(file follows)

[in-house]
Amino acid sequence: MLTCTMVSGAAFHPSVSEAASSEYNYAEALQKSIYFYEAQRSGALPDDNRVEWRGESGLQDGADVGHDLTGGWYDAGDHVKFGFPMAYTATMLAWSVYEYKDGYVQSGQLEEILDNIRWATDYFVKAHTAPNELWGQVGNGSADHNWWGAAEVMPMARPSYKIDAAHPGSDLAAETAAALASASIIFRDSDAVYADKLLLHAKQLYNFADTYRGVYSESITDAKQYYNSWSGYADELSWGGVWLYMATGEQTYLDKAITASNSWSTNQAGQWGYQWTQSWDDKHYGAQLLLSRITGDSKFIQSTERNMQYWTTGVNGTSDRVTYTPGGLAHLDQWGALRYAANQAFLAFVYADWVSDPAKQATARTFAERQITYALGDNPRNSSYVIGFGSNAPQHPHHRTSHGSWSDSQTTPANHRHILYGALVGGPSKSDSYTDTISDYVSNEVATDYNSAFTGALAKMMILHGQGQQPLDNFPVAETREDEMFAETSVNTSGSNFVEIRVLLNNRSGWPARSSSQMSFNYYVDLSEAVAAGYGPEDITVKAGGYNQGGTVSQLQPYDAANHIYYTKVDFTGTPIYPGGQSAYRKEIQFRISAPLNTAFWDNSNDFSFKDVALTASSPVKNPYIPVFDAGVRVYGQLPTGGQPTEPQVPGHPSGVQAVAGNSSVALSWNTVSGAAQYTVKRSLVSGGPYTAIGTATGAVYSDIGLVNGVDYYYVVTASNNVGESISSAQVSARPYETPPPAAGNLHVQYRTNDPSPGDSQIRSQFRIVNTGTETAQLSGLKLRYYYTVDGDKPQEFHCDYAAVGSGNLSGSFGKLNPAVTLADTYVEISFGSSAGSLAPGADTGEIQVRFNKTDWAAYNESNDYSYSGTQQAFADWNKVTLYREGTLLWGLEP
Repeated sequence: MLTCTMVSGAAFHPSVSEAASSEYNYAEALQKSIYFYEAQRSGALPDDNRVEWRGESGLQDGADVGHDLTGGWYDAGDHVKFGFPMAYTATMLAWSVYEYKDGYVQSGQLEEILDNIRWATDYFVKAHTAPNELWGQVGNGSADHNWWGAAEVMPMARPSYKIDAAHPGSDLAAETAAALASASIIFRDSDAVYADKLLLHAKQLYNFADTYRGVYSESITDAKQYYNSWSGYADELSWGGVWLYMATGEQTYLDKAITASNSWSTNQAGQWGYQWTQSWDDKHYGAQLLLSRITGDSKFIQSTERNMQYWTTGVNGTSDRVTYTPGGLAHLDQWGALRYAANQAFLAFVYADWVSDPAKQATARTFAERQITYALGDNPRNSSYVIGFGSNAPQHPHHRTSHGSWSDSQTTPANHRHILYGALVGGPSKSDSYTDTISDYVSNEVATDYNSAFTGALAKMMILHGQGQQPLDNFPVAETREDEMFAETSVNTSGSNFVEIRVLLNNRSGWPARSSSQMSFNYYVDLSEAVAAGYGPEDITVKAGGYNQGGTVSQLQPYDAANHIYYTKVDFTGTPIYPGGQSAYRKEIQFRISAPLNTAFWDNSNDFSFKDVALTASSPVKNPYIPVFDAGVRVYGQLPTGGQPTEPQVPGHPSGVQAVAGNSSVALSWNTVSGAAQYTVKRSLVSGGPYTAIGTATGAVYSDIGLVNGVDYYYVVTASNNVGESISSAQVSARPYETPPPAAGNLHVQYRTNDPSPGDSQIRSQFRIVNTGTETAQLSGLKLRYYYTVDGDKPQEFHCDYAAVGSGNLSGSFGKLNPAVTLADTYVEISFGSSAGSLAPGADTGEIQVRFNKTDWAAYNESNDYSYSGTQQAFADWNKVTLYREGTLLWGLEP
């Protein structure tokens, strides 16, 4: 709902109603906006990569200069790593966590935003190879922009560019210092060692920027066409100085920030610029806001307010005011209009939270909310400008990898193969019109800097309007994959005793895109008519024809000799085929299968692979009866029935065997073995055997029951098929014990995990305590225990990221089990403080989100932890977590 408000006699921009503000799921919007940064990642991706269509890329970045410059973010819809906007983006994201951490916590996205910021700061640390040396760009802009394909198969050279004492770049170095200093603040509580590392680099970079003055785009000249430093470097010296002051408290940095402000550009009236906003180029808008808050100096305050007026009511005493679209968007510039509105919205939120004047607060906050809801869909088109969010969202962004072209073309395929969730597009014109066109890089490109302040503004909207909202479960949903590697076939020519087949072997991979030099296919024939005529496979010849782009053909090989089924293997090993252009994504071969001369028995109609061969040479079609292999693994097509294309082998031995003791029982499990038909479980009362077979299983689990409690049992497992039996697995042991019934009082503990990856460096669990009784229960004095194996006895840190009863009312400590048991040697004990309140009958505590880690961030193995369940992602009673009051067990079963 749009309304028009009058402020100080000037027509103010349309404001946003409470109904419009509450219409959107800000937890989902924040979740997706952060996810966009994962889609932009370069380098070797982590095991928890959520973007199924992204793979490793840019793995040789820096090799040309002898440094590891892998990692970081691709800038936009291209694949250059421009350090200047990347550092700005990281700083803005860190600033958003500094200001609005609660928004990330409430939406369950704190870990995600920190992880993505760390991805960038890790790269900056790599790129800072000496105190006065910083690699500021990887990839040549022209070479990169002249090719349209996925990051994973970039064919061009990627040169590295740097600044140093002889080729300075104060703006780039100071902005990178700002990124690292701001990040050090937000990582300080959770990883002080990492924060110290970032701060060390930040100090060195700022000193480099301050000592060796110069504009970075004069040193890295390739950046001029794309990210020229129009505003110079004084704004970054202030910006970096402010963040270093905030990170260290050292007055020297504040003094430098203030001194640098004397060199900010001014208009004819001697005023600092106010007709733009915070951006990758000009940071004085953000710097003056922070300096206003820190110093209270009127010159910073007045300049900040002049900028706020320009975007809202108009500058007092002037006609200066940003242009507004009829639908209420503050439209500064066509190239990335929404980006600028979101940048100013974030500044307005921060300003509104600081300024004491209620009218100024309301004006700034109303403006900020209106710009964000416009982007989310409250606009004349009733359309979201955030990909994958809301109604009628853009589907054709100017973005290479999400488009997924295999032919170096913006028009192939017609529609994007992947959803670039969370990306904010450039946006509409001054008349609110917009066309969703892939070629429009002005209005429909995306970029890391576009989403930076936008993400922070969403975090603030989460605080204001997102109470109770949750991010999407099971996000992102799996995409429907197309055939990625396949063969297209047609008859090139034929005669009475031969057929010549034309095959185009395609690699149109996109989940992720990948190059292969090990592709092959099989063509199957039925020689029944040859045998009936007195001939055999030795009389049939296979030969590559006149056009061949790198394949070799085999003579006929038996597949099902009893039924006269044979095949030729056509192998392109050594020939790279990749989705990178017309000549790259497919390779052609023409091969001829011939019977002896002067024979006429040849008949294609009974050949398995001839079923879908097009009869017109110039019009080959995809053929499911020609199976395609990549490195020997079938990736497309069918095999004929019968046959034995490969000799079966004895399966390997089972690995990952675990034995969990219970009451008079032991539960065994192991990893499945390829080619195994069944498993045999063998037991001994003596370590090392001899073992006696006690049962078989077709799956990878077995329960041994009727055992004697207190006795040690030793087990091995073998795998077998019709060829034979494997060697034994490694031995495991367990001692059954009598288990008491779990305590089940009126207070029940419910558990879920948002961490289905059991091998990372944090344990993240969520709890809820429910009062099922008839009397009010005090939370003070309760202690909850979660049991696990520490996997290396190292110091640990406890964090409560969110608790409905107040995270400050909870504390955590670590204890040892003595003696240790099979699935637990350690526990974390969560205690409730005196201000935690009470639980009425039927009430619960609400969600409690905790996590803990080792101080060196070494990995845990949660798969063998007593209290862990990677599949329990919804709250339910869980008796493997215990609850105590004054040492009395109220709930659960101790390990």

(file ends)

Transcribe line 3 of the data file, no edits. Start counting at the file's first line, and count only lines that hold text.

Repeated sequence: MLTCTMVSGAAFHPSVSEAASSEYNYAEALQKSIYFYEAQRSGALPDDNRVEWRGESGLQDGADVGHDLTGGWYDAGDHVKFGFPMAYTATMLAWSVYEYKDGYVQSGQLEEILDNIRWATDYFVKAHTAPNELWGQVGNGSADHNWWGAAEVMPMARPSYKIDAAHPGSDLAAETAAALASASIIFRDSDAVYADKLLLHAKQLYNFADTYRGVYSESITDAKQYYNSWSGYADELSWGGVWLYMATGEQTYLDKAITASNSWSTNQAGQWGYQWTQSWDDKHYGAQLLLSRITGDSKFIQSTERNMQYWTTGVNGTSDRVTYTPGGLAHLDQWGALRYAANQAFLAFVYADWVSDPAKQATARTFAERQITYALGDNPRNSSYVIGFGSNAPQHPHHRTSHGSWSDSQTTPANHRHILYGALVGGPSKSDSYTDTISDYVSNEVATDYNSAFTGALAKMMILHGQGQQPLDNFPVAETREDEMFAETSVNTSGSNFVEIRVLLNNRSGWPARSSSQMSFNYYVDLSEAVAAGYGPEDITVKAGGYNQGGTVSQLQPYDAANHIYYTKVDFTGTPIYPGGQSAYRKEIQFRISAPLNTAFWDNSNDFSFKDVALTASSPVKNPYIPVFDAGVRVYGQLPTGGQPTEPQVPGHPSGVQAVAGNSSVALSWNTVSGAAQYTVKRSLVSGGPYTAIGTATGAVYSDIGLVNGVDYYYVVTASNNVGESISSAQVSARPYETPPPAAGNLHVQYRTNDPSPGDSQIRSQFRIVNTGTETAQLSGLKLRYYYTVDGDKPQEFHCDYAAVGSGNLSGSFGKLNPAVTLADTYVEISFGSSAGSLAPGADTGEIQVRFNKTDWAAYNESNDYSYSGTQQAFADWNKVTLYREGTLLWGLEP